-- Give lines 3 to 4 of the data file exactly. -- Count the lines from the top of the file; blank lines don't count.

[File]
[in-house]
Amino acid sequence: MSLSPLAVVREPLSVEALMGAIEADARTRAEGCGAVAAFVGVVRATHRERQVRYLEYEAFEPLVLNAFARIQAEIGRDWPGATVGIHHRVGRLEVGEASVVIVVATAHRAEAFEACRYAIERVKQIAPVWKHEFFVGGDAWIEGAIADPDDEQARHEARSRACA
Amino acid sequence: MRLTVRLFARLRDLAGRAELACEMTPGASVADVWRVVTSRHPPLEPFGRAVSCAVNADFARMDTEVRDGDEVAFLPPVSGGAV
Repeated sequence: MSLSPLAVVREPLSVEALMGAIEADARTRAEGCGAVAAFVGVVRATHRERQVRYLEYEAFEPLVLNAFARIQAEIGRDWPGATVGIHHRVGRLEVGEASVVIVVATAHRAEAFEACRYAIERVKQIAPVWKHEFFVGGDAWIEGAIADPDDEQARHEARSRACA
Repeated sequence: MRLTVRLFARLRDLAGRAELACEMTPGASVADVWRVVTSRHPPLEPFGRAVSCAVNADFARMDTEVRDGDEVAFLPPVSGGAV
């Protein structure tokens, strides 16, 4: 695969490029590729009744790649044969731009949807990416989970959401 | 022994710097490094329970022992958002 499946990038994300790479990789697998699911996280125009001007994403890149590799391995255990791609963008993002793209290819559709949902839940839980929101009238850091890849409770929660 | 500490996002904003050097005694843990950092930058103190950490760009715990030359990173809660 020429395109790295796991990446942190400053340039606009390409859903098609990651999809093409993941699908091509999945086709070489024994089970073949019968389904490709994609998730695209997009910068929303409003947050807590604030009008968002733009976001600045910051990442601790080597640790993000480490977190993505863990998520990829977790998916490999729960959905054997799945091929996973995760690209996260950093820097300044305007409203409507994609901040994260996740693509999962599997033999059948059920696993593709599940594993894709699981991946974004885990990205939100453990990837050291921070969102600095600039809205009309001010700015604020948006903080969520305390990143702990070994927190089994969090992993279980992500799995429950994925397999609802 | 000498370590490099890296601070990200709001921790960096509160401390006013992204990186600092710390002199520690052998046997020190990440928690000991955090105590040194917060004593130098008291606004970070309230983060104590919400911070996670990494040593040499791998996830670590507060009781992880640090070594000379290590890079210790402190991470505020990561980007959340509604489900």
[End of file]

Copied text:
Amino acid sequence: MRLTVRLFARLRDLAGRAELACEMTPGASVADVWRVVTSRHPPLEPFGRAVSCAVNADFARMDTEVRDGDEVAFLPPVSGGAV
Repeated sequence: MSLSPLAVVREPLSVEALMGAIEADARTRAEGCGAVAAFVGVVRATHRERQVRYLEYEAFEPLVLNAFARIQAEIGRDWPGATVGIHHRVGRLEVGEASVVIVVATAHRAEAFEACRYAIERVKQIAPVWKHEFFVGGDAWIEGAIADPDDEQARHEARSRACA